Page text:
Being stared at, and staring in disbelief

By Suzann (
Updated: 2007-07-05 15:58

Amidst the pollution, dark hair and round faces, Beijing has a culture and spirit that I have not experienced anywhere else. The people are incredibly friendly and helpful even though my grasp of the language leaves a lot to be desired. However, as a Westerner visiting China, there are several things I did not expect that have taken me aback and made me realize that the country is a very different, very strange world.

The first thing that pops to mind is the constant staring. While some people may call it admiration or curiosity, I do not. Walking down the streets, whether in Beijing or elsewhere in China, I have run into many westerners. The universities seem to be crawling with international students, and the businesses as well. The knick-knack markets thrive on the consumerism of foreigners and as far as I can see from my visits to the Great Wall, tourism appears to be blossoming. Western movies and television shows have completely infiltrated the Chinese entertainment market.

With all of this being said, why am I constantly stared at? In the United States, people only stare at the bizarre oddities, but I don't feel like I should belong in this category even though I am in China. There is no way I could ever be considered Chinese even by a blind man, what with my blond hair, blue eyes, and southern American twang. I know this and the Chinese do as well. I am far from home and in one of the largest metropolitan cities in the world, which would make any traveler slightly uncomfortable. Add all of this together with the fact that I am stared at like a caged animal at the zoo, and it is enough to make any sane person feel as though they weren't.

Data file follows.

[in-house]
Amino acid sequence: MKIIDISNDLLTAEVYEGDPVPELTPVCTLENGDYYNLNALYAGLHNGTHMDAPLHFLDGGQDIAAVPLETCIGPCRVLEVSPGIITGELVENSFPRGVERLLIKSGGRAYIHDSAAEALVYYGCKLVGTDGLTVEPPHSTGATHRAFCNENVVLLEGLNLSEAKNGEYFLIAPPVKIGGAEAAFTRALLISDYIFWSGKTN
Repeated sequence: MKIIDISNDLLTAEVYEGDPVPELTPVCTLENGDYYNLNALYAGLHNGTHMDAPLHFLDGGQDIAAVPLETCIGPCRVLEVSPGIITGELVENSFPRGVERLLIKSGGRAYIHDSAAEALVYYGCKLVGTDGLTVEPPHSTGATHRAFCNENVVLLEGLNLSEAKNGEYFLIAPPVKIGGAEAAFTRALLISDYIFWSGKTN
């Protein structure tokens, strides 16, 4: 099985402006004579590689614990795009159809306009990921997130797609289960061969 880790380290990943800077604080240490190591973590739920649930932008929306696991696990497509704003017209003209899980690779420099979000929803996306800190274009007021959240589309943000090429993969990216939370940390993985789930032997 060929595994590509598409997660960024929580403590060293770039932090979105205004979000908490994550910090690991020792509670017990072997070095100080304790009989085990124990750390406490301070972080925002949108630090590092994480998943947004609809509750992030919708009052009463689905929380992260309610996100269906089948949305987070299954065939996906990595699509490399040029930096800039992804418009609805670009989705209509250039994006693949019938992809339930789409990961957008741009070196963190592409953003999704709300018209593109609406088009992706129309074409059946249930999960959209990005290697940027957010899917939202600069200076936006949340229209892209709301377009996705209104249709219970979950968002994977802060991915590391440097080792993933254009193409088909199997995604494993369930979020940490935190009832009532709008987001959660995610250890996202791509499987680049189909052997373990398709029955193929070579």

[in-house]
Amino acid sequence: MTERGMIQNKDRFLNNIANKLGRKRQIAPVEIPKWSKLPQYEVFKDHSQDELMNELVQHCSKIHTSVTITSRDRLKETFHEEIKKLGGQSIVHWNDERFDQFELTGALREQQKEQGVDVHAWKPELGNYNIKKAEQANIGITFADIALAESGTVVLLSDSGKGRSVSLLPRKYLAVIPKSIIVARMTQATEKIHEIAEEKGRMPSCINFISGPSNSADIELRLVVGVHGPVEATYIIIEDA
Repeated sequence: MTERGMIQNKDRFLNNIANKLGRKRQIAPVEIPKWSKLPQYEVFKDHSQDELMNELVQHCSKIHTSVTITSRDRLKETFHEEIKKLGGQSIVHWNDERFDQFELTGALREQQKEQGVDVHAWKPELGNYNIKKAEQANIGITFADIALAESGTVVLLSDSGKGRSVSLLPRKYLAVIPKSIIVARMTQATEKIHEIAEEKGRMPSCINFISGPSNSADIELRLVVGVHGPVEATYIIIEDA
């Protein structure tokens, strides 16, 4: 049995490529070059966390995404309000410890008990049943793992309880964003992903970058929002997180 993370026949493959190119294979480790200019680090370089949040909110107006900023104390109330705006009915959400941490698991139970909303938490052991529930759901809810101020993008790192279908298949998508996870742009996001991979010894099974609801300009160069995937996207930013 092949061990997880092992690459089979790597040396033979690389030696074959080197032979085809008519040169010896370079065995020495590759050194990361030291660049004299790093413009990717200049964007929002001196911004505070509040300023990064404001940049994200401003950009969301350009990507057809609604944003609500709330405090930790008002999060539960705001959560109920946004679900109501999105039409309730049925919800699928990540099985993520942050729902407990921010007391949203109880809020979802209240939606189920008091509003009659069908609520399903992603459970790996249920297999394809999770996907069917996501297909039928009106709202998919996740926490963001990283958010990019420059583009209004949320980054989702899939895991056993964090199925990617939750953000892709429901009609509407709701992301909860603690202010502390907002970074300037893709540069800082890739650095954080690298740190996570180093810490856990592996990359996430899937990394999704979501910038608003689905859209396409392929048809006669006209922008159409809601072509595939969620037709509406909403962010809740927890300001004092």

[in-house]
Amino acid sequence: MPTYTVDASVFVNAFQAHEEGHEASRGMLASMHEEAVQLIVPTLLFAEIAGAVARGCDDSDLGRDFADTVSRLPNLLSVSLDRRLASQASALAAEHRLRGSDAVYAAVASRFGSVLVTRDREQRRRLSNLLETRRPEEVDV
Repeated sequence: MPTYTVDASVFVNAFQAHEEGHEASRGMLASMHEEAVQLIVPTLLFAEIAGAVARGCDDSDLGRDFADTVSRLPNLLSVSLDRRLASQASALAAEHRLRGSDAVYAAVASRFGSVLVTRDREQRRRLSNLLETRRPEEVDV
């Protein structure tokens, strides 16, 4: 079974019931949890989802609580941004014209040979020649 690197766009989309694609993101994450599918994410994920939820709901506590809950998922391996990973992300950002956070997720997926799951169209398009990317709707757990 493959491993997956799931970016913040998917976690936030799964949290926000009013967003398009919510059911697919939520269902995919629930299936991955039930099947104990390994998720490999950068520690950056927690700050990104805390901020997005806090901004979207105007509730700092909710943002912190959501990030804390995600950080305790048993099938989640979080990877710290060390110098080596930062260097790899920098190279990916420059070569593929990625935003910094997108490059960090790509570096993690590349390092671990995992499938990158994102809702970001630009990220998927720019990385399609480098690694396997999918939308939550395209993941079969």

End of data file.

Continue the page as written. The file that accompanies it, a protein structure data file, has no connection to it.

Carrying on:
The next disturbing aspect of Chinese people is the haphazard driving. I never feel safe here, whether walking down the street or sitting in a taxicab. The concept of a traffic pattern and the flow of traffic seem to not work here. Stoplights are a mere suggestion, yield signs are completely ignored and the thought of yielding to pedestrians doesn't even cross a driver's mind. And then there are bicycles бн everywhere! I think that if there were only cars I could handle the chaotic roads, but throwing bicycles and cell phones into the mix makes me frightened. Drivers know the sidewalks and roads are flooded with pedestrians and bicyclists, so why do they not stop before turning right? This baffles my mind. When driving down highways, Chinese drivers use the emergency-pull off lane to pass traffic at high speeds without hesitation. What if someone was actually using the emergency lane for its intended purpose? In my eyes, Chinese driving techniques need to be drastically changed to improve the safety of the roads both for driver and pedestrians.


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